Noninvasive blood tests are now available to determine paternity as early as the eighth or ninth week of pregnancy
Blood tests are now available to reliably determine paternity as early as the eighth or ninth week of pregnancy, The New York Times reported.
While invasive procedures such as amniocentesis or chorionic villus sampling (CVS), performed between 10 and 20 weeks, can also determine paternity, the new tests — requiring only blood samples from the pregnant woman and the potential father — carry less risk of miscarriage.
And while noninvasive paternity tests have been offered over the Internet for about a decade, experts say technology has advanced to the point that such testing can now be done reliably.
The tests analyze fragments of DNA from the fetus present in the mother’s blood.
“I have no doubt that these tests will work clinically,” said Mark I. Evans, a professor at the Mount Sinai School of Medicine and director of Comprehensive Genetics, told the Times.
A paper describing one such test, developed by a company called Ravgen, was published last month in the New England Journal of Medicine.
Meanwhile, genetic researchers at the University of Washington had sequenced nearly the entire genome of an 18-week-old fetus using only a sample of the mother’s blood and a swab of the father’s saliva.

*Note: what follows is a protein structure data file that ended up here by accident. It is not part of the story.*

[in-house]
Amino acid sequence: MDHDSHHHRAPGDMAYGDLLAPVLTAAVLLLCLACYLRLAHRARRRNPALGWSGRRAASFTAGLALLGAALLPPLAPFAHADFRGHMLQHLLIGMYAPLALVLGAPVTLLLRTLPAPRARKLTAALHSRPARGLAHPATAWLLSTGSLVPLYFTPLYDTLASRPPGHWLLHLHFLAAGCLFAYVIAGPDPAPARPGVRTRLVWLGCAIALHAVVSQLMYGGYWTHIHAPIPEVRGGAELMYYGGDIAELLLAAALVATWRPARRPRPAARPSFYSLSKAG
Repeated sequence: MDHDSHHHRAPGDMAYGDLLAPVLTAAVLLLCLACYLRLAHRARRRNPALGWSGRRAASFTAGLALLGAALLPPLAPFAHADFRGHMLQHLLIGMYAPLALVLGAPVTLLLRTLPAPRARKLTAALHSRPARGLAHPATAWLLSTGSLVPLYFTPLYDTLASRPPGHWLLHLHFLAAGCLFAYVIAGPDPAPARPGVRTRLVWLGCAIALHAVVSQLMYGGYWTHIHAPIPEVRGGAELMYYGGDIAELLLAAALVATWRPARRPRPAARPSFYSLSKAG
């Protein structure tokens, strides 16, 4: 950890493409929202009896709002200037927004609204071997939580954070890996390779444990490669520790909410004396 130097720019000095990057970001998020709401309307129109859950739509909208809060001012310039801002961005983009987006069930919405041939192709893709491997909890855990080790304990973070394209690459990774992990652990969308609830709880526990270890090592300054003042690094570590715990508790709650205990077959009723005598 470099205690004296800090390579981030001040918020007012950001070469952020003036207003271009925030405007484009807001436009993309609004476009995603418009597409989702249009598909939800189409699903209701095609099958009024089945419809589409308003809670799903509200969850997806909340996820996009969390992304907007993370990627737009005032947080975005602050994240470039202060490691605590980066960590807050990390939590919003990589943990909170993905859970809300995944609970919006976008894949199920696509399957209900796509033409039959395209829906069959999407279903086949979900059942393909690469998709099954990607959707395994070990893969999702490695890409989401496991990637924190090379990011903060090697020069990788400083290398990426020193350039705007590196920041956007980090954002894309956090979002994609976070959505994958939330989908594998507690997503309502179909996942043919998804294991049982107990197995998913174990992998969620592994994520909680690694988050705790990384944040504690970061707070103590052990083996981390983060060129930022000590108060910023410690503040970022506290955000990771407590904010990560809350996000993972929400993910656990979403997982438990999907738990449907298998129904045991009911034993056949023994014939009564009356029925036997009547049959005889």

According to a separate report in The New York Times, scientists discovered in the 1990s that about 13 percent of the DNA floating freely in a pregnant woman’s blood, outside her cells, belonged to her fetus. Further, the fetus gets half its DNA from the mother and half from the father.
Taking the genetic testing a step further, early and noninvasive prenatal testing for a number of genetic disorders could be a real possibility very soon, according to www.Care2.com.
However, as the website pointed out that as the cost of analyzing fetus DNA — currently about $20,000 to $50,000 — fell, and as a result possibly became widely available in three to five years, the ethical implications mounted.
For example, about 85 percent of expecting American parents who learned their fetus had Down Syndrome choose to abort.
The cost of blood testing for paternity meantime, was now as low as $950 to $1,650, offered by Ravgen, the Columbia, Maryland based company’s chief executive Dr. Ravinder Dhallan told the Times.
That’s compared with around $500 for a conventional postbirth paternity test.
Another test developed by Silicon Valley company Natera was priced at $1,775, The Times wrote, adding that thousands of the prenatal tests had been ordered since it went on sale last August.
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